Close this search box.
Close this search box.

Jonathan Gruber’s Deception Began Long Before Obamacare Passed

The Obama administration paid economist Jonathan Gruber $400,000 to testify for the Affordable Care Act, and appears to have deeply influenced what he said.

Health economist Jonathan Gruber has recently been quoted and depicted on video telling several truths about supporters’ intent to deceive the American people about Obamacare when it passed. What hasn’t been widely covered is Gruber’s testimony to the Senate Finance Committee before the Affordable Care Act passed.

There were several hearings on health reform on the Hill before ACA passed. Witnesses are brought in to aid in providing insight to the issue at hand.  Gruber did not detail his work with the White House before he testified, prompting this floor statement from Sen. Charles Grassley.

I thought [Gruber] was an unbiased expert, but was later disappointed to hear that he had been paid over $400,000 by the Administration to help advance the president’s health care proposals. At the very least, he should have been straightforward with the Committee and disclosed this financial interest.

Unlike the House, Senate committees did not require witnesses to disclose potential conflicts of interest. Grassley proposes changing the Senate rules to mirror those in the House.

While the PDF for Gruber’s testimony isn’t available directly like those of other witnesses, his testimony begins in the video linked at the 1.16 mark.  Highlights include statements that reaffirm ACA’s cost savings potential while reaffirming there would be no negative impacts on premiums and small business. The witness prior to him, Karen Bender, who does disclose her affiliation with Olivery Whyman, highlights many of the likely causes of premium increases for younger and healthier individuals that we have seen in reality.  Meanwhile, Gruber highlights premium decreases that we’ve never seen: “And prices fall because individuals are brought in to buy health insurance both healthy and sick and so insurers can be sure that they’ll get a good distribution of risk when they offer that insurance.

Or this from the raw transcript:

I also want to spend a minute debunking the claims that reform will hurt small businesses. For example, some people have claimed that insurance reform will raise costs. That ignores the fact that there’s going to be an individual mandate that’s going to help improve the risk of health pools and lower health care costs. Some have claimed the benefit mandates will raise the costs of health insurance, in particular the level of minimum credible coverage that’s put in these bills. The level of coverage that’s in the Senate Finance Committee—for example, that’s the minimum—is less generous than only about 10 percent of firms offer today. So very few firms will be forced to buy up.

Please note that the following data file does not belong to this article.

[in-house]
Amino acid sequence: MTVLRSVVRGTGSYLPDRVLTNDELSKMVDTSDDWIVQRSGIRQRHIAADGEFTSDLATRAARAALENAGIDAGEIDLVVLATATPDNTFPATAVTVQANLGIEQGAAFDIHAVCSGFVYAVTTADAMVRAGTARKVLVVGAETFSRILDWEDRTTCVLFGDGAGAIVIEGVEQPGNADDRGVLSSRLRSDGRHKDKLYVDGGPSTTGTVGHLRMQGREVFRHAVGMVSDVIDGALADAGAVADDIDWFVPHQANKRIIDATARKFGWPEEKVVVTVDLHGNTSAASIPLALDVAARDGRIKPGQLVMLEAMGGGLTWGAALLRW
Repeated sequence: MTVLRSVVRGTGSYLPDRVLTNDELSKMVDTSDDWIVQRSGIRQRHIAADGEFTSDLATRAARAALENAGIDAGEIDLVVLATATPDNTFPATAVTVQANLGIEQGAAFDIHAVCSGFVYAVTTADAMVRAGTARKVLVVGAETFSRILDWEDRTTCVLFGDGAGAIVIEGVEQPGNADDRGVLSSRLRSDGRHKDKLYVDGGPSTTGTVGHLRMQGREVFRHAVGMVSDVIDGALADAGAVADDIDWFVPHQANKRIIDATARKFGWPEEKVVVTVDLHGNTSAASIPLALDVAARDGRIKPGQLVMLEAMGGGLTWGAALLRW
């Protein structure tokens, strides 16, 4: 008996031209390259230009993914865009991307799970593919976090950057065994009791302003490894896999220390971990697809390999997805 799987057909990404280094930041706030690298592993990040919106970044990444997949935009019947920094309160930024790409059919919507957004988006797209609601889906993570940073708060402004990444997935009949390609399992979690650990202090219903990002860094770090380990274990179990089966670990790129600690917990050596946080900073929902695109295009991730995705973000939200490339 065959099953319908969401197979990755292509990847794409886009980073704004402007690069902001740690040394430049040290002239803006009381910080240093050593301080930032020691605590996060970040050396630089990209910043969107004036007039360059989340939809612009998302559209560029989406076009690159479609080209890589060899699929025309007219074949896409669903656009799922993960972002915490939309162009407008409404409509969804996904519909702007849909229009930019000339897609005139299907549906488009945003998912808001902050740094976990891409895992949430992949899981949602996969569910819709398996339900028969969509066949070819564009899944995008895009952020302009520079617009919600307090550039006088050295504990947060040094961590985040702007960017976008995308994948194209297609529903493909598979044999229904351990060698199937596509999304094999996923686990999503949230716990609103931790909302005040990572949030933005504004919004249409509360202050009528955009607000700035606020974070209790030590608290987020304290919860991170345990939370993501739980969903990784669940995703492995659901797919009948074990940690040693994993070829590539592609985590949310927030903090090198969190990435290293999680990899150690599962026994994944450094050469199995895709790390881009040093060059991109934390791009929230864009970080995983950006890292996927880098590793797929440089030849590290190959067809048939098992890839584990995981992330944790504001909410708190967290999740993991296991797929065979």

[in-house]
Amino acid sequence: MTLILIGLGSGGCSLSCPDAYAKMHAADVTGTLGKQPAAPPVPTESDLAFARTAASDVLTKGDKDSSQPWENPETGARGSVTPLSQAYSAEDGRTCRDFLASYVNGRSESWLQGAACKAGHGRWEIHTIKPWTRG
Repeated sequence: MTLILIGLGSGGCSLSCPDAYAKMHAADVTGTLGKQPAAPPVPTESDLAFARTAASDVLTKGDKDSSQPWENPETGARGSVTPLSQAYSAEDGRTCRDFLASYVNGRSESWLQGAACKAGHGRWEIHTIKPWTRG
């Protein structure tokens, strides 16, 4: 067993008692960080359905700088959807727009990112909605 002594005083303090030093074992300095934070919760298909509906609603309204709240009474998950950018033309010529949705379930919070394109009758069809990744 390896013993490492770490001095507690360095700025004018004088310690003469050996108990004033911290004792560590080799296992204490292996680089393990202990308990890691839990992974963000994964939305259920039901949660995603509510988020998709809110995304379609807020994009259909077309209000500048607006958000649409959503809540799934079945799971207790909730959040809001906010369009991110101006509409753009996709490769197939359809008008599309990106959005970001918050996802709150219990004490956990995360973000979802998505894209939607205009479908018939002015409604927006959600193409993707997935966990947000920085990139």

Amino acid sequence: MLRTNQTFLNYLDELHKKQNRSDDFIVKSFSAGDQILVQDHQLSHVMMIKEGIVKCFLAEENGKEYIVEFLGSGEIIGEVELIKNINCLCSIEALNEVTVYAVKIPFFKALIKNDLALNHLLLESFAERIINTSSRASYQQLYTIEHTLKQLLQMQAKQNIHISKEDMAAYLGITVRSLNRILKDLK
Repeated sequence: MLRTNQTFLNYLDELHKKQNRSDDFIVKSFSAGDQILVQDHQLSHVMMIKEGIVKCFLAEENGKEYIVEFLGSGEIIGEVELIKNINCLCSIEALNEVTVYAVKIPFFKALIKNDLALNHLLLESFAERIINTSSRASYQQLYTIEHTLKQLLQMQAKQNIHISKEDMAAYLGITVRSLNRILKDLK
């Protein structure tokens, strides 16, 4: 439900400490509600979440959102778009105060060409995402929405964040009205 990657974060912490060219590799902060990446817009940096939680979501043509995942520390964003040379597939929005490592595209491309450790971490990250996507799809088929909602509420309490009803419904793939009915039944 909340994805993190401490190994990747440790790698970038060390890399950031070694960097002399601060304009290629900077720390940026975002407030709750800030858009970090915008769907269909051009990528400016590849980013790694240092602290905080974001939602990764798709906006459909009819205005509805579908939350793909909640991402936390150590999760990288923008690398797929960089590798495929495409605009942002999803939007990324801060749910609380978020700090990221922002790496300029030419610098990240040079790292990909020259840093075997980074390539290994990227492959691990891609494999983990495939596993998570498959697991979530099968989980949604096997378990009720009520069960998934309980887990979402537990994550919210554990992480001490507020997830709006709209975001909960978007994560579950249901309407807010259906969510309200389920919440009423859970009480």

This is certainly a different story from the one Gruber told a college audience on video around the same time in 2010.

‘Barack Obama’s not a stupid man, okay?’ Gruber said in his remarks at the College of the Holy Cross on March 11, 2010. ‘He knew when he was running for president that quite frankly the American public doesn’t actually care that much about the uninsured….What the American public cares about is costs. And that’s why even though the bill that they made is 90% health insurance coverage and 10% about cost control, all you ever hear people talk about is cost control. How it’s going to lower the cost of health care, that’s all they talk about. Why? Because that’s what people want to hear about because a majority of Americans care about health care costs.’

The majority of Gruber’s testimony to the Senate was on how the Affordable Care Act would reduce costs. At no time did that testimony disclose his direct association with the White House. Around the same time, he was telling non-congressional audiences the substance of his congressional testimony wasn’t true. One wonders what changed his perspective so dramatically.

Despite the best efforts by former White House staffers like David Axelrod to dismiss Gruber, it’s impossible to shake Gruber’s direct connection to the White House throughout the ACA’s development, especially when the president himself publicly praised Gruber as early as 2006, later contracted with him for over $400,000 to help develop ACA, and remained silent while Gruber provided what was presented as unbiased testimony to the Senate prior to the passage of the law.

The deceptions with Obamacare are numerous, but still can be summarized best by the White House having to admit that “if you like your plan, you can keep it” was an impossible promise to keep. Given the law’s 37 percent approval rating according to Gallup, it’s clear that despite the attempts to deceive Americans, most aren’t that stupid and understand this law is failing to keep its promises. After all, we aren’t the ones who couldn’t even get a website started in three years.

Notify of
Inline Feedbacks
View all comments